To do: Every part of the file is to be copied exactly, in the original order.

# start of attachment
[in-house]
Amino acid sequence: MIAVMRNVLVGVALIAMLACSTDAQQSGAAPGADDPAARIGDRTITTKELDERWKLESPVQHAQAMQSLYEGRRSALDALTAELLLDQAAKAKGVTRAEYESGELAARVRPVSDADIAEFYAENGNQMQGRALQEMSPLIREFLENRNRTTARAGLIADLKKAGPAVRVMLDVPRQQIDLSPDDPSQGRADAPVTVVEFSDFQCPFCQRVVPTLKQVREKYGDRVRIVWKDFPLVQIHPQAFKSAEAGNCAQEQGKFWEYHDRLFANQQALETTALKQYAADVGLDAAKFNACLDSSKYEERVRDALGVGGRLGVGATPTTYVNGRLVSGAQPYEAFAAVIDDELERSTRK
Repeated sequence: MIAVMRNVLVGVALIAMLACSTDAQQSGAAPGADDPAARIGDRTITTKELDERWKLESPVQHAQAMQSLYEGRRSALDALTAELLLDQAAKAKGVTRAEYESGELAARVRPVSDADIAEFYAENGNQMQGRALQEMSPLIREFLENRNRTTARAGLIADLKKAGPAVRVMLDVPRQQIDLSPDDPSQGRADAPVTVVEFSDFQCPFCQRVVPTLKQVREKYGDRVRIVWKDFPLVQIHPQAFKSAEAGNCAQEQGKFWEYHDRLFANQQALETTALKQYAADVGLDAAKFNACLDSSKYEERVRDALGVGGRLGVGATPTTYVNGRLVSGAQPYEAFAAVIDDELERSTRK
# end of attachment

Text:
[in-house]
Amino acid sequence: MIAVMRNVLVGVALIAMLACSTDAQQSGAAPGADDPAARIGDRTITTKELDERWKLESPVQHAQAMQSLYEGRRSALDALTAELLLDQAAKAKGVTRAEYESGELAARVRPVSDADIAEFYAENGNQMQGRALQEMSPLIREFLENRNRTTARAGLIADLKKAGPAVRVMLDVPRQQIDLSPDDPSQGRADAPVTVVEFSDFQCPFCQRVVPTLKQVREKYGDRVRIVWKDFPLVQIHPQAFKSAEAGNCAQEQGKFWEYHDRLFANQQALETTALKQYAADVGLDAAKFNACLDSSKYEERVRDALGVGGRLGVGATPTTYVNGRLVSGAQPYEAFAAVIDDELERSTRK
Repeated sequence: MIAVMRNVLVGVALIAMLACSTDAQQSGAAPGADDPAARIGDRTITTKELDERWKLESPVQHAQAMQSLYEGRRSALDALTAELLLDQAAKAKGVTRAEYESGELAARVRPVSDADIAEFYAENGNQMQGRALQEMSPLIREFLENRNRTTARAGLIADLKKAGPAVRVMLDVPRQQIDLSPDDPSQGRADAPVTVVEFSDFQCPFCQRVVPTLKQVREKYGDRVRIVWKDFPLVQIHPQAFKSAEAGNCAQEQGKFWEYHDRLFANQQALETTALKQYAADVGLDAAKFNACLDSSKYEERVRDALGVGGRLGVGATPTTYVNGRLVSGAQPYEAFAAVIDDELERSTRK